NEW YORK (CNNMoney) -- Exxon Mobil wants to tell you something: It pays taxes. A lot of them.
To get to that number, the company includes the federal and state gasoline taxes that the company collects from drivers and passes on to government coffers. It also includes payroll taxes the company pays on behalf of its employees.
The company is highlighting its overall tax contributions to make a point: It wants Americans to see just how much the company and its activities add to the overall tax rolls.
"We are one of the largest taxpayers in the United States," said Alan Jeffers, an Exxon spokesman.
For Exxon -- and the oil industry overall -- the message is urgent.
Led by President Obama and key Democratic lawmakers, Congress is pushing to eliminate $4 billion a year in tax breaks enjoyed by the oil industry. With gas at $4 a gallon, it's not a popular time for politicians to defend oil industry subsidies. Even some top Republicans have recently suggested they might support eliminating the breaks.
Critics say Exxon Mobil and the industry is going too far in making its argument.
"They are counting taxes they don't pay," said Bob McIntyre, a director at Citizens for Tax Justice. "Payroll taxes are on the workers, sales taxes are on the consumers."
Throwing in those seemingly superfluous tax figures seems like an unnecessary move, especially considering that even without them the income tax the company pays is pretty high.
Exxon's average effective U.S. income tax rate over the last six years is about 29%, according to the firm's security filings and an interview with a top Exxon tax lawyer. It's one of the highest rates for any industry.
Jeffers said the company highlighted its overall tax contributions because it's important for people to see just how much the firm and its activities add to the overall tax rolls.
Exxon's income tax rate is below the 35% rate mandated by corporate tax law, but it's widely believed most U.S. companies don't pay that rate thanks to generous loopholes in the tax code.
The loopholes are designed to let U.S. companies compete with their foreign counterparts, which often have a lower corporate tax rate.
Jeffers noted that Exxon's tax bill can fluctuate wildly from year to year. In 2008 the company paid over 35% of its profit to the government, while in 2009 it was near zero due to an overpayment from the year before. In 2010 it was about 18%.
Tax Justice Center's McIntyre said his own calculations show Exxon's tax rate over the last three years is a bit less than the company is claiming, although it's still in the same ball park.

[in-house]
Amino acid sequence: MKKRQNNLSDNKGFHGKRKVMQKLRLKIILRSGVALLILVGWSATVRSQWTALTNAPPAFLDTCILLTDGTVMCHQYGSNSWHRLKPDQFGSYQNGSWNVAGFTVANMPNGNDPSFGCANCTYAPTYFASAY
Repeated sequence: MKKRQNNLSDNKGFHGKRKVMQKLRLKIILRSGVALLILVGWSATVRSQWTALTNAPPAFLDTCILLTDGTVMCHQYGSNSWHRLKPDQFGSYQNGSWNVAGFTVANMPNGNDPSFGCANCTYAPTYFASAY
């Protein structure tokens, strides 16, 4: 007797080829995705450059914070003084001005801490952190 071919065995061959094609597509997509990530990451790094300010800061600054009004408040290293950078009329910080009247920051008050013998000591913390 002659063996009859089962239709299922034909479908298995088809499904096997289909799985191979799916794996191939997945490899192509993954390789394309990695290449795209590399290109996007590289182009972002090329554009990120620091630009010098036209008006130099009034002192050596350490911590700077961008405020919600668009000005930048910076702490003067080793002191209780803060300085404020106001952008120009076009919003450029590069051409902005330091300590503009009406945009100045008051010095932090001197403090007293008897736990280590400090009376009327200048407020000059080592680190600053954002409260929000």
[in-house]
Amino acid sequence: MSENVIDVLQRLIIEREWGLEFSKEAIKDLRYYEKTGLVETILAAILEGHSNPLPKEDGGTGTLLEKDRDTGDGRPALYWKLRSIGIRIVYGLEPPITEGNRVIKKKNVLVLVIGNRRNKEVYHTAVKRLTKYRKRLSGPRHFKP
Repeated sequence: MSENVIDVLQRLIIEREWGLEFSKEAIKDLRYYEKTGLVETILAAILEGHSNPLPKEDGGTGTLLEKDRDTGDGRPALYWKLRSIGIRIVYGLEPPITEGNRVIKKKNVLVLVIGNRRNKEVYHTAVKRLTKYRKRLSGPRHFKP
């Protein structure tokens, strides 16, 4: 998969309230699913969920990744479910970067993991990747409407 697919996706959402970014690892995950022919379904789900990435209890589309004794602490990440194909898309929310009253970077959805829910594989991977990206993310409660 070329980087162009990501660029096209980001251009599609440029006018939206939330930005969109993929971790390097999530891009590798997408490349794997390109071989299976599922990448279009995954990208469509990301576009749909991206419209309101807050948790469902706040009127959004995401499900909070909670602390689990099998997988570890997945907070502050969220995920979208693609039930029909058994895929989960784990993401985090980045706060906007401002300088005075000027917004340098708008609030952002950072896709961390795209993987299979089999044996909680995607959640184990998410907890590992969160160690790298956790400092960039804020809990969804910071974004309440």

Still, he said the industry has plenty of money and that what it pays in taxes is too low. McIntyre believes the oil industry should lose its $4 billion a year in tax breaks and that loopholes for companies in general should be closed.
"The oil industry is awash in tax subsidies, subsidies they obviously don't need," he said. "We have a budget deficit."
Jeffers said it's unfair to single out the oil industry and take away the tax breaks that other manufacturers enjoy. He noted that while the industry's profits seem large, its profit margins are about average and that it's only being singled out because gas prices are high.
If it's the deficit we're concerned about, Jeffers said opening up more areas to oil and gas drilling in this country would do more to add jobs and inject revenue into government coffers than simply upping the tax rate.
"Taxes don't create economic activity, they take from it," he said.
Jeffers and McIntyre might as well be proxies for the Republican House and Democrat-controlled Senate. In the next few weeks Democrats will push for an end to tax breaks and Republicans will call for more drilling.
For the first time ever, Amazon and Facebook are more valuable than Berkshire Hathaway, the storied company run by legendary investor Warren Buffett. More
Venezuela's government issues a decree recently that makes it possible to force workers to work in the country's fields amid food shortages. More
In 1998, Ntsiki Biyela won a scholarship to study wine making. Now she's about to launch her own brand. More
It's about to get harder for some luxury all-cash home buyers to hide their identity from the U.S. government. More